“They have to be more than just a lemming. Because jumping to your death is not enough,” he said.
“You have this group saying somehow if you’re not with them, you’re with Obamcare. If you’re not with their plan – exactly what they want to do, you’re with Obamacare. It’s getting a little old,” he said.
As of this hour, the Post reports eight House Republicans would vote to re-open the government pronto. They are Nunes; Scott Rigell, R-Va.; Pat Meehan, R-Pa.; Charlie Dent, R-Pa.; Peter King, R-N.Y.; Jon Runyan, R-N.J.; Frank LoBiondo, R-N.J.; and Mike Fitzpatrick, R-Pa.
A few Northern California House members were among those who took to the lectern moments ago during the latest floor debate on the impending federal government shutdown.
The House is debating the latest GOP plan: tying a one-year delay of Obamacare’s individual mandate to the continuing resolution that would keep the government funded and running past midnight tonight.
Rep. Sam Farr, D-Santa Cruz, called a shutdown “a huge mistake.” He said his party fought vehemently against the decision to go to war in Iraq, against welfare reform, and against lots of other things in recent decade, but with each, “we didn’t shut down the government after we lost that debate – instead, we tried to make it work.”
The shutdown, however, will hurt everyone from farmers trying to export food to mothers feeding their children with government aid, to students hungry for a school meal.
“It’s a mean, reckless, ill-conceived idea to shut down government,” Farr said.
“Here we go again, Mr. Speaker – it’s really no secret that the Tea Party Republicans came here not really as public servants, but to destroy and decimate our government … This is, really, their dream vote,” Lee said. “It is shameful and it is downright wrong.”
“Make no mistake, the unnecessary GOP shutdown will have serious consequences for millions,” she said, and after more than 40 fruitless votes to cripple or repeal Obamacare, “this Tea Party obsession… to kill the government and to deny healthcare to millions of Americans, this must end… This hostage-taking must end.”
House Speaker John Boehner, R-Ohio, was equally fiery in denouncing Obamacare. “It was passed in the middle of the night, 2,300 pages that nobody had ever read, and it’s having all kinds of consequences for our constituents, the American people,” Boehner said.
“Something has to be done, so my Republican colleagues and I thought we should defund the law for a year,” he said, noting the Senate disagreed.
But if the Obama administration has issued waivers and decided to delay enforcement of the employer mandate, why should ordinary Americans be stuck with a bill they can’t afford*, he asked. “It’s about fairness for the American people. Why don’t we make sure that every American is treated just like we are?”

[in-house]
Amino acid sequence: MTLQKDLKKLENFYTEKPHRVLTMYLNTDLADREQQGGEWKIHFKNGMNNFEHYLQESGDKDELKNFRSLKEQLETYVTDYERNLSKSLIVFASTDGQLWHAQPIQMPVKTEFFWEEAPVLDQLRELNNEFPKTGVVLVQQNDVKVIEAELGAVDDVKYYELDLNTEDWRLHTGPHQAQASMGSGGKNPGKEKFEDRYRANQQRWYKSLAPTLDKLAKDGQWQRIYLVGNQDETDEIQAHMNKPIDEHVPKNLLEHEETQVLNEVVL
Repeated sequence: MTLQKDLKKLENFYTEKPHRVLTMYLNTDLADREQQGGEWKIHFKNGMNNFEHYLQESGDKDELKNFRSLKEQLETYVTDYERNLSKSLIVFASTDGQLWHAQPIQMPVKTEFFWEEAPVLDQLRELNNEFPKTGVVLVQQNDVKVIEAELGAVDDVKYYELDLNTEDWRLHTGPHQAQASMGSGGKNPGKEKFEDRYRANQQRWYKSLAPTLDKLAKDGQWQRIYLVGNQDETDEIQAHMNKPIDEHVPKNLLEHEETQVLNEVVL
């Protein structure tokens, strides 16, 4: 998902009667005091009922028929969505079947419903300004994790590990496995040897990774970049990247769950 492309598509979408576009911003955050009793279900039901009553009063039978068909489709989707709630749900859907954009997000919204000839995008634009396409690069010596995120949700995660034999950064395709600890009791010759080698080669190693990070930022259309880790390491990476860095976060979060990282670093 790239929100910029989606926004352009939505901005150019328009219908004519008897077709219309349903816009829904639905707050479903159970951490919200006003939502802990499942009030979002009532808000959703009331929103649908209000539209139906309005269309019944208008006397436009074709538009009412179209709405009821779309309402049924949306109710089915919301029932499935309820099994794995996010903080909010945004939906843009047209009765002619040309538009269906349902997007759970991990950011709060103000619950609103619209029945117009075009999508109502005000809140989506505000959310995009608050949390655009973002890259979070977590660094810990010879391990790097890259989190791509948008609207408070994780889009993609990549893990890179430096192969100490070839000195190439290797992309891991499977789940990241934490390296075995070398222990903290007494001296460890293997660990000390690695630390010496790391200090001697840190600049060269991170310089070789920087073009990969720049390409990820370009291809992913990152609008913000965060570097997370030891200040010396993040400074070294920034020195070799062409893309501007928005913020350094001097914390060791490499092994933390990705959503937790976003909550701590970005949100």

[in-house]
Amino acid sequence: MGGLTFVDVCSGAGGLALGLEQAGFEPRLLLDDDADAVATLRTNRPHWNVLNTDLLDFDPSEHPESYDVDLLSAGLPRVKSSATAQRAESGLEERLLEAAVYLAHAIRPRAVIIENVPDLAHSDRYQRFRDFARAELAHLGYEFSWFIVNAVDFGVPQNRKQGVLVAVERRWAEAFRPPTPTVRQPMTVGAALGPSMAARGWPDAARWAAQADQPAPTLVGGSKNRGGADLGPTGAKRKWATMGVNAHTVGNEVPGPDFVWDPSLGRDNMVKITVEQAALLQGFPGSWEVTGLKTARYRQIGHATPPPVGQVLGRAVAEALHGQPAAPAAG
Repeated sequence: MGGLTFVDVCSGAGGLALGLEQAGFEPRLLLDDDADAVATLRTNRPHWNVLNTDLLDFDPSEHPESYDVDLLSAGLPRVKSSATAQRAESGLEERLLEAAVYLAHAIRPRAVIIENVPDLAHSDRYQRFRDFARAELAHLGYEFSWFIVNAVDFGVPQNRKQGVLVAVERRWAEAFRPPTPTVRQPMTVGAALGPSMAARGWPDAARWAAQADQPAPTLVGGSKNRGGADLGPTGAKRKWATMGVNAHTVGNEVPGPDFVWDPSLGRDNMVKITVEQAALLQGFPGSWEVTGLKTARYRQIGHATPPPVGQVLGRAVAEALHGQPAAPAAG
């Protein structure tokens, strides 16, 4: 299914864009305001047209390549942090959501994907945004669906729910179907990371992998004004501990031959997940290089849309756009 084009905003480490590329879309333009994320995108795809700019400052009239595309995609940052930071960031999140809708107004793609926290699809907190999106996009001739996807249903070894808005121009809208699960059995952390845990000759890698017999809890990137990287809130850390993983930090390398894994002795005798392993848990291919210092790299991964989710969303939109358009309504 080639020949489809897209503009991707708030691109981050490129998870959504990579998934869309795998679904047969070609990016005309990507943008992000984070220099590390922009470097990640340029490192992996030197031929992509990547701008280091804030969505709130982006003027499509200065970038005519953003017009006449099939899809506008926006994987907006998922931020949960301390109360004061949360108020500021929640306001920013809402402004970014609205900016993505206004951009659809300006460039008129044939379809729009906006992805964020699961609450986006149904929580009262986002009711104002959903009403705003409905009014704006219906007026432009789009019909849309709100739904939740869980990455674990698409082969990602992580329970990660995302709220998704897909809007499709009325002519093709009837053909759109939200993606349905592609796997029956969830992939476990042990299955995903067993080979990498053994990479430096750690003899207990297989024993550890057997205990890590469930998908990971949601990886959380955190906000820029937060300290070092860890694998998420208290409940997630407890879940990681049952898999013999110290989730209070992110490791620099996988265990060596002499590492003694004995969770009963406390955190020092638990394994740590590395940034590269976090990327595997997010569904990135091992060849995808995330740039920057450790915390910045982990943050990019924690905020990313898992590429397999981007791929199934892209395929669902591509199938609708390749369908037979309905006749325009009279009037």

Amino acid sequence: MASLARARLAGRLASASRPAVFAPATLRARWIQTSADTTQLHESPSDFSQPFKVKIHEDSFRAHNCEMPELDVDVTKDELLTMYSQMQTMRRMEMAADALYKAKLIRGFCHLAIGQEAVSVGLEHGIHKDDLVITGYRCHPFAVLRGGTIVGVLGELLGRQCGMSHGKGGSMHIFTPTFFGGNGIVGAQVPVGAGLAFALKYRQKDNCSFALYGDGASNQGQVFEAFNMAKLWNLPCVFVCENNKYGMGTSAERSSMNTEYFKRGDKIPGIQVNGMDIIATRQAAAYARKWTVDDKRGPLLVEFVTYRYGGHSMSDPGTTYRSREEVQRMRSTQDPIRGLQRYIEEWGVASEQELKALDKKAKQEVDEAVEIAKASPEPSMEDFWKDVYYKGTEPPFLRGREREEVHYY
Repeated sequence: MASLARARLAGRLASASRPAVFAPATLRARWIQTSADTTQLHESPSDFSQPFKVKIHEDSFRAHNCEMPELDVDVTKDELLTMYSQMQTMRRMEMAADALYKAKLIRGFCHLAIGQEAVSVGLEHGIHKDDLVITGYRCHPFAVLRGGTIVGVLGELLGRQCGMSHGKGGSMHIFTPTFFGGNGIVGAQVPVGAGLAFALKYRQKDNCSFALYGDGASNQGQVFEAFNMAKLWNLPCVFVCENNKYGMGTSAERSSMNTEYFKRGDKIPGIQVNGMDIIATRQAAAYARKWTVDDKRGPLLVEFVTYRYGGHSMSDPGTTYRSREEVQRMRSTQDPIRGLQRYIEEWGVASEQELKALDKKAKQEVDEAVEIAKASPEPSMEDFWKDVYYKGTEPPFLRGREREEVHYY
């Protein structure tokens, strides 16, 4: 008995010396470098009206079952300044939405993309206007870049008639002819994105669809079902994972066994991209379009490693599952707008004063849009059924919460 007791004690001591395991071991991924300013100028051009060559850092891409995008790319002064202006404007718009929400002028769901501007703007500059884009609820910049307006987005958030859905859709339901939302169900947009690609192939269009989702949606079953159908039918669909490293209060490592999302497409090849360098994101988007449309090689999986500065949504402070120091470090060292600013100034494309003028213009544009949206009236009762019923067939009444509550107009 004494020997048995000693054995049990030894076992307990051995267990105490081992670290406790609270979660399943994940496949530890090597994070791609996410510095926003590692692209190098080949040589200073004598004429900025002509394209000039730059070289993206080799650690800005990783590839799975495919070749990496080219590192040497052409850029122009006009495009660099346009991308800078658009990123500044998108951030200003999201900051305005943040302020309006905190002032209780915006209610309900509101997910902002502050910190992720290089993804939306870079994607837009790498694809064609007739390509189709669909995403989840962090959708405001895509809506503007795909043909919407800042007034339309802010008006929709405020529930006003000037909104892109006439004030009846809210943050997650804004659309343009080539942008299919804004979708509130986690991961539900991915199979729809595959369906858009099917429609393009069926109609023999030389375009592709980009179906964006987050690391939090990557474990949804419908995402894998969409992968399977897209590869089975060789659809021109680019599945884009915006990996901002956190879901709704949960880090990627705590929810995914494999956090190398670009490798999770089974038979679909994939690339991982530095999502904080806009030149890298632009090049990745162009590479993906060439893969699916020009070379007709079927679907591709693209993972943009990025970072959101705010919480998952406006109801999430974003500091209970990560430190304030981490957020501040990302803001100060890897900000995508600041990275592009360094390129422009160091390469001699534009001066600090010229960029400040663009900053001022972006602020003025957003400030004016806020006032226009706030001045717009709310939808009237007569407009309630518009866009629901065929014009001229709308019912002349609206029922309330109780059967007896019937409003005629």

(Click here to read more about who’s footing what bills.)
Honda “has been an unwavering champion of women’s health in Congress,” PPAF President Cecile Richards said in Honda’s news release. “His support for Title X and teen pregnancy prevention programs as a member of the Appropriations Committee have helped strengthening family planning and women’s health care in Silicon Valley and across the country. We applaud the Congressman’s leadership and are proud to stand with him just as he has stood with millions of women, men, and young people.”
Planned Parenthood Mar Monte – serving communities in 40 counties in California and Northern Nevada – has eight health centers in Santa Clara County, including one (in Sunnyvale) within the 17th District.
“I understand the critical importance of the many community health services that organizations like Planned Parenthood provide,” Honda said. “I am proud to have the continued support of Planned Parenthood’s Action Fund and its members as we work together to expand preventative health services to everyone who needs them.”
“A woman’s right to choose is a fundamental constitutional right which should be protected not just as a matter of privacy, but also under the 14th Amendment of the United States,” Khanna wrote on the “Women’s Rights” section of his campaign website. “As a Board Member of Planned Parenthood Mar Monte, I strongly believe that all women should have access to reproductive health care. We should stand up for choice, birth control, and sex education.”
In fact, the former Obama administration official from Fremont made a $10,000 donation from his campaign fund to Planned Parenthood Mar Monte in October 2012.
Honda, however, has received PPAF’s endorsement in each of his House re-election campaigns.